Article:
News Column

AT&T still pushing to reform telecom laws

August 22, 2014

By Chuck Stinnett, The Gleaner, Henderson, Ky.

Aug. 22--HENDERSON, Ky. -- AT&T is campaigning once again for legislation that would free it from investing in its old landline business so it can focus on newer technologies, its state president told a Kyndle breakfast audience Thursday.

"We have got to keep up in Kentucky or we'll fall behind," Hood Harris declared.

AT&T is bound by laws that date to when the telephone business was a regulated monopoly -- a time Harris characterized as the era of "the rotary dial pone on the wall, when if you wanted privacy you just bought a really long cord."

Today, numerous companies -- cable TV companies, wireless carriers and more -- compete for phone business. Increasingly, telephone calls are handled over the Internet -- a technology called Voice over Internet Protocol, or VOIP, which is offered by companies ranging from Time Warner Cable to Vonage to Basic Talk -- or wirelessly through cellphones and other devices.

Many people are discontinuing having a landline altogether. "Forty-one percent of households are wireless only," Harris said.

But AT&T said it is obligated to provide basic phone service via copper-wire landlines using old, voice-only technology. "Our guys are buying switches for the old network off eBay" because new equipment isn't being manufactured anymore, he said.

There is resistance to changing state law. "There are those who say, we can't do this -- that if we go to IP technology, someone will lose their phone service or won't be able to call 911," Harris said.

"They're scare tactics," he said.

"Some of our competitors" -- who aren't bound by the state regulation -- "are trying to gin up those fears," Harris said.

"Seventeen other states have passed laws, and not one person has lost service and not one person has lost access to 911," he insisted. " ... Seventy percent of 911 calls today come from wireless devices."

Harris said AT&T has proposed to continue to provide copper-wire service in territories already served by those wires without being required to extend new phone lines into new areas.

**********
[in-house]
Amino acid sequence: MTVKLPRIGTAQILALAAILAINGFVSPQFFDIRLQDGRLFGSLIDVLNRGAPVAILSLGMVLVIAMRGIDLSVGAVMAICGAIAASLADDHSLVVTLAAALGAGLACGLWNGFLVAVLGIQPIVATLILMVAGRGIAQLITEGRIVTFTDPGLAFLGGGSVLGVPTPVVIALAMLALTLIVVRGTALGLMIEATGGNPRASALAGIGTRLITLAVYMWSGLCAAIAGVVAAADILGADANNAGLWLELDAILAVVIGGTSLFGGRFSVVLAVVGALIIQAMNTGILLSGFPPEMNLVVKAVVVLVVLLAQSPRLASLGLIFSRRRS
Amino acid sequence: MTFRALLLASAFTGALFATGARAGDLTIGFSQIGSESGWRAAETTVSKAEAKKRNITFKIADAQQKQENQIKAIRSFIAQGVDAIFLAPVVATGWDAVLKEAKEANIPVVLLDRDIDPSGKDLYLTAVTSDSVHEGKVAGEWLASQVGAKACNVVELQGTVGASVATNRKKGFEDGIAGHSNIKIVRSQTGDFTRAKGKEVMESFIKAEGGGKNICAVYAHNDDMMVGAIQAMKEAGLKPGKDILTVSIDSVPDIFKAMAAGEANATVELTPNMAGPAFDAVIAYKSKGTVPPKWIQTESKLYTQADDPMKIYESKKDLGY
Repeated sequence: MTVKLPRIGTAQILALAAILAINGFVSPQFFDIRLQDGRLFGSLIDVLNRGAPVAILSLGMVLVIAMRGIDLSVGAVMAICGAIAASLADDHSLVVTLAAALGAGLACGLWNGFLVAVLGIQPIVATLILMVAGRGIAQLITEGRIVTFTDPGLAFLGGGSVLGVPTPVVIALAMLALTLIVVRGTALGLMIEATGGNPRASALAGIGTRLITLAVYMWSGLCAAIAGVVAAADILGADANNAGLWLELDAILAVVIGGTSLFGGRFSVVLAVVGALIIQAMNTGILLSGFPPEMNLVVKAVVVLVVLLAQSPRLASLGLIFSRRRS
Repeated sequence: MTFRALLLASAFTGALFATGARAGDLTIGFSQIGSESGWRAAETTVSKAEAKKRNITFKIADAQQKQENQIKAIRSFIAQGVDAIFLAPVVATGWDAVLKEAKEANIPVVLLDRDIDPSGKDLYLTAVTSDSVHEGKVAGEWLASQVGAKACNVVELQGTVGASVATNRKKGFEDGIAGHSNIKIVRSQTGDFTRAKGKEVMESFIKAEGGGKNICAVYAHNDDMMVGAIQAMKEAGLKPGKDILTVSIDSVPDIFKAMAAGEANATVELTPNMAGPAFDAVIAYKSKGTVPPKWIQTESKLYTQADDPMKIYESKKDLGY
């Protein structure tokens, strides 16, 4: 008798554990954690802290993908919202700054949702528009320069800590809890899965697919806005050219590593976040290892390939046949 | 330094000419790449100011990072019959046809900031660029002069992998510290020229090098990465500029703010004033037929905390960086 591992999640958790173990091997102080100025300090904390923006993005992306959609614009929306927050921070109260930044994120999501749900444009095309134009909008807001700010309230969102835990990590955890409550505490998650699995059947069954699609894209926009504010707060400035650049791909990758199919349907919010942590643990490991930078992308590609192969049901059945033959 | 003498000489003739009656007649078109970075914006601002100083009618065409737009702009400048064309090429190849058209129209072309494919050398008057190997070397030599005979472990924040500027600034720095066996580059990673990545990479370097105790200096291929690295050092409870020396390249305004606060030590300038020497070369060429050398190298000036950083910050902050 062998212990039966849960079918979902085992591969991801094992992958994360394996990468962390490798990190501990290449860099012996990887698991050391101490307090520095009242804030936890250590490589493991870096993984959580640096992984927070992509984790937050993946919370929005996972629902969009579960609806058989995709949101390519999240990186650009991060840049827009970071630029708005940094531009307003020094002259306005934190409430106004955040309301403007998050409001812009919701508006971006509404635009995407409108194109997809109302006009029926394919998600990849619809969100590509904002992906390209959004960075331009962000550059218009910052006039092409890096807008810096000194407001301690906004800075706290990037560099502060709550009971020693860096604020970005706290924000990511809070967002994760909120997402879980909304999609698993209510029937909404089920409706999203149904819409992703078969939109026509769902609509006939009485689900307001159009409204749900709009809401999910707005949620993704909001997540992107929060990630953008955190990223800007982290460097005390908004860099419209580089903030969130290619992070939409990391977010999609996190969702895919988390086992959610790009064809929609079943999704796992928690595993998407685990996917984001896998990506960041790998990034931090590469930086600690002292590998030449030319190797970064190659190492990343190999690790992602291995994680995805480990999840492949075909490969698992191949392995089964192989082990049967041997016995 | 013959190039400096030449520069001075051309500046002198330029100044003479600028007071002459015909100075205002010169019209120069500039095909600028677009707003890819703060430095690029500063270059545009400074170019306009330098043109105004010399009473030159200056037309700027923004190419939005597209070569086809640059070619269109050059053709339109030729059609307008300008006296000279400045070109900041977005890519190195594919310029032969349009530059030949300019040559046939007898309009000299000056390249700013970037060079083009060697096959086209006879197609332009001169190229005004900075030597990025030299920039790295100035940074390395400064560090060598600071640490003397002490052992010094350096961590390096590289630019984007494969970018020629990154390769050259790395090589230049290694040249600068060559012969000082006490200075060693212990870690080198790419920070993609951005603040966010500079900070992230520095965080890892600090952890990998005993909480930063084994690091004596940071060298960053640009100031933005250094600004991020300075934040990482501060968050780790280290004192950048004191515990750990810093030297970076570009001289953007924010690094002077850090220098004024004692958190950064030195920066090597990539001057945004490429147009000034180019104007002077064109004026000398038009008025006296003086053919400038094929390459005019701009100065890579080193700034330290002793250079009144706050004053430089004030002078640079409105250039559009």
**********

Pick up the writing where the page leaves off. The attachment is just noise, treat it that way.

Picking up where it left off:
Resistance has been especially stiff in Eastern Kentucky and remote areas where wireless service isn't always reliable and broadband service isn't available. Harris said if AT&T didn't have to keep investing in its copper-wire network, it could spend more to expand wireless coverage.

The bill won some support for the measure during the 2014 Kentucky General Assembly; he said it passed the state Senate 34-4, and a House committee approved it 15-0, but it died there.

"It never got to a vote on the House floor," Harris said.

As a result, AT&T has announced it will bring new technologies such as GigaPower -- an ultrafast fiber network that would deliver data at speeds up to 1 gigabit per second, 10 times faster than the fastest consumer Internet available in most cities today -- to cities in states that have changed their telecommunications law, such as Nashville and Clarksville, Tenn. But it's not coming to Kentucky, at least for now.

"We've let state after state get ahead of us; they're in line" for such investments, Harris said. "We're investing $20 billion across the country; that's a lot of money, but it is finite," and investments are being made in the markets that are the most favorable.

Kyndle has supported telecommunication law reform for years, President Brad Schneider told the audience.

"It's not just about AT&T," he said. "As an economic development agency, we understand the importance of infrastructure. That's the kind of investment that's important to what we do."


(c)2014 The Gleaner (Henderson, Ky.)

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Source: Gleaner, The (Henderson, KY)

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